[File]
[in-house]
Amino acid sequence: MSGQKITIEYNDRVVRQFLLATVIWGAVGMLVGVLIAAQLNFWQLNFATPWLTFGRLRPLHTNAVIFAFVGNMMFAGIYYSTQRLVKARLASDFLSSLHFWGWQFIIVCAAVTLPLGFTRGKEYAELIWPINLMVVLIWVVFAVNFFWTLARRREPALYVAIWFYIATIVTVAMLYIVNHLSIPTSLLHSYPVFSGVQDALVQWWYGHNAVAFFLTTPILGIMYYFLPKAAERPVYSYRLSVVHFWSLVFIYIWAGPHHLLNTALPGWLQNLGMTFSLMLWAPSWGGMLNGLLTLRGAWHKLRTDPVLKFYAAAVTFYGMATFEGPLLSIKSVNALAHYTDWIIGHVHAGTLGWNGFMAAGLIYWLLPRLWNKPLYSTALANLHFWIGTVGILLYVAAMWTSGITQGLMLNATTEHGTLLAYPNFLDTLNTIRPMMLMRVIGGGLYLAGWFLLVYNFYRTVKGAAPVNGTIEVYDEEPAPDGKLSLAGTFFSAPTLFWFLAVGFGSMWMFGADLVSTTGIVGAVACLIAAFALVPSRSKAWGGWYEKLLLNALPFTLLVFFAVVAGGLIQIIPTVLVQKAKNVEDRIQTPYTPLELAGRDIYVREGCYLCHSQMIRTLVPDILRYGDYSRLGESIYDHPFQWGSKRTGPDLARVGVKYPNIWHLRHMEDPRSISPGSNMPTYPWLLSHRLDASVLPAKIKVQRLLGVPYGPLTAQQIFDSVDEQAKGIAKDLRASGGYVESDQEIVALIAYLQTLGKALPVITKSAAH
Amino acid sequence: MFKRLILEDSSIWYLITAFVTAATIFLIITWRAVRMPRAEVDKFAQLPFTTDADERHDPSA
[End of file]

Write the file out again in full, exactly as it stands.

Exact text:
[in-house]
Amino acid sequence: MSGQKITIEYNDRVVRQFLLATVIWGAVGMLVGVLIAAQLNFWQLNFATPWLTFGRLRPLHTNAVIFAFVGNMMFAGIYYSTQRLVKARLASDFLSSLHFWGWQFIIVCAAVTLPLGFTRGKEYAELIWPINLMVVLIWVVFAVNFFWTLARRREPALYVAIWFYIATIVTVAMLYIVNHLSIPTSLLHSYPVFSGVQDALVQWWYGHNAVAFFLTTPILGIMYYFLPKAAERPVYSYRLSVVHFWSLVFIYIWAGPHHLLNTALPGWLQNLGMTFSLMLWAPSWGGMLNGLLTLRGAWHKLRTDPVLKFYAAAVTFYGMATFEGPLLSIKSVNALAHYTDWIIGHVHAGTLGWNGFMAAGLIYWLLPRLWNKPLYSTALANLHFWIGTVGILLYVAAMWTSGITQGLMLNATTEHGTLLAYPNFLDTLNTIRPMMLMRVIGGGLYLAGWFLLVYNFYRTVKGAAPVNGTIEVYDEEPAPDGKLSLAGTFFSAPTLFWFLAVGFGSMWMFGADLVSTTGIVGAVACLIAAFALVPSRSKAWGGWYEKLLLNALPFTLLVFFAVVAGGLIQIIPTVLVQKAKNVEDRIQTPYTPLELAGRDIYVREGCYLCHSQMIRTLVPDILRYGDYSRLGESIYDHPFQWGSKRTGPDLARVGVKYPNIWHLRHMEDPRSISPGSNMPTYPWLLSHRLDASVLPAKIKVQRLLGVPYGPLTAQQIFDSVDEQAKGIAKDLRASGGYVESDQEIVALIAYLQTLGKALPVITKSAAH
Amino acid sequence: MFKRLILEDSSIWYLITAFVTAATIFLIITWRAVRMPRAEVDKFAQLPFTTDADERHDPSA